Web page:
When it comes to high speed and bragging rights, nothing beats horsepower. Now, as car fans, we know it takes a lot more than a herd of Clydesdales under the hood to make a fast car; aerodynamics, tires, gearing and weight all play equally important parts in making a car blindingly quick, let alone the braking and suspension.
But none of those aspects are as sexy as horsepower. Even torque, arguably a more useful measure of a car’s power in the everyday world of stoplight drag races and dynamometers, lacks horsepower’s timeless cool. You don’t have to agree with it, you don’t have to like it, but it’s hard to disagree: at Fast Car Statistics High School, horsepower is king of the prom.
But the last fifteen years have seen the relative value of the horsepower suffer some serious deflation. Objectively speaking, one horsepower still gives just as strong of a kick in the ass as it ever has, but subjectively, one horsepower is worth a lot less than it used to be. When soccer moms drive Toyota Camrys that make as many horses as the 1995 Porsche 911 Carrera, when anyone with $31,795 can walk into a Chevrolet dealership and walk out with a 426 horsepower Camaro SS, when plastic surgeons tool around Santa Monica in 621 horsepower Mercedes-Benz S-Classes…how many horsepower does a sports car need to bring to the table to really set itself apart?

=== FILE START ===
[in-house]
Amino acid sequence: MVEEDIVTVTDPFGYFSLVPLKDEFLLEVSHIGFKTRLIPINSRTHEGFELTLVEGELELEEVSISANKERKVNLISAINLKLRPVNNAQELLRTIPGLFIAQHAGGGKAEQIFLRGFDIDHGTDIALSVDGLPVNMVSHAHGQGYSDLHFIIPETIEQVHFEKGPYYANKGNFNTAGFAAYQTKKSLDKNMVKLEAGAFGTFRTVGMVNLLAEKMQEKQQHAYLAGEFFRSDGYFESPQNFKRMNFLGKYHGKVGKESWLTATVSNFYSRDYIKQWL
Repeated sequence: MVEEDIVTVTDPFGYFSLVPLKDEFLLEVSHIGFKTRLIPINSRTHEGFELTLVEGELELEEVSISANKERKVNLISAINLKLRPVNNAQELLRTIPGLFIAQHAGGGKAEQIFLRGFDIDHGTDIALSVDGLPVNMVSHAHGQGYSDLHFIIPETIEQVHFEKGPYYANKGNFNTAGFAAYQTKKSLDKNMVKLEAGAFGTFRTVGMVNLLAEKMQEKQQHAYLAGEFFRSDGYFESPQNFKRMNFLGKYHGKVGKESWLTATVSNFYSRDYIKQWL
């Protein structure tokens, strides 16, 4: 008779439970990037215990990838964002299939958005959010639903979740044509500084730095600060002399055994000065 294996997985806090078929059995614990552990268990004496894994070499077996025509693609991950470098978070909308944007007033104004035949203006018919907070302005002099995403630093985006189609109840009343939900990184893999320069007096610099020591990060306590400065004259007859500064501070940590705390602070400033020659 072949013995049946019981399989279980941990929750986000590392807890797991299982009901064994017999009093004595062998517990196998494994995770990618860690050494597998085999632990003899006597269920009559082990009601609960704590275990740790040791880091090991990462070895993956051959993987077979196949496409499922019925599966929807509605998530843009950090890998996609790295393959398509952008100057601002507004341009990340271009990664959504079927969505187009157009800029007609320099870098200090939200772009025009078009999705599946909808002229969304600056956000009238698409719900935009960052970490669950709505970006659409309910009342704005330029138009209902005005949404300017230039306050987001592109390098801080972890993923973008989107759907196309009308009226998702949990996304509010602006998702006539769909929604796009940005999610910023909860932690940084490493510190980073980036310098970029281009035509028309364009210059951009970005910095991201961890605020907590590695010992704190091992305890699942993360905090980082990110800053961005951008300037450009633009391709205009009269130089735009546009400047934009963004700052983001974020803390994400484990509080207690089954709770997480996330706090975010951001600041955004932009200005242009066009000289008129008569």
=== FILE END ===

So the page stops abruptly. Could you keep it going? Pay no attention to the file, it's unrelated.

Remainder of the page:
Even in this age, only a handful of car makers have the orbs to sell anyone with a fat enough checkbook a production car with 700 horsepower or more. Ferrari doesn’t. Porsche doesn’t. Lamborghini doesn’t—at least, not yet, though the Murcielago’s replacement will likely change things at some point. So we decided to serve up a tribute to eleven production cars who’ve broken through that 700 horsepower barrier on pump gasoline. (We’re counting only old-fashioned SAE ponies, too—none of that metric horsepower crap.) Some of these cars you know; some of them you may be meeting for the first time. But they’re all worthy of respect.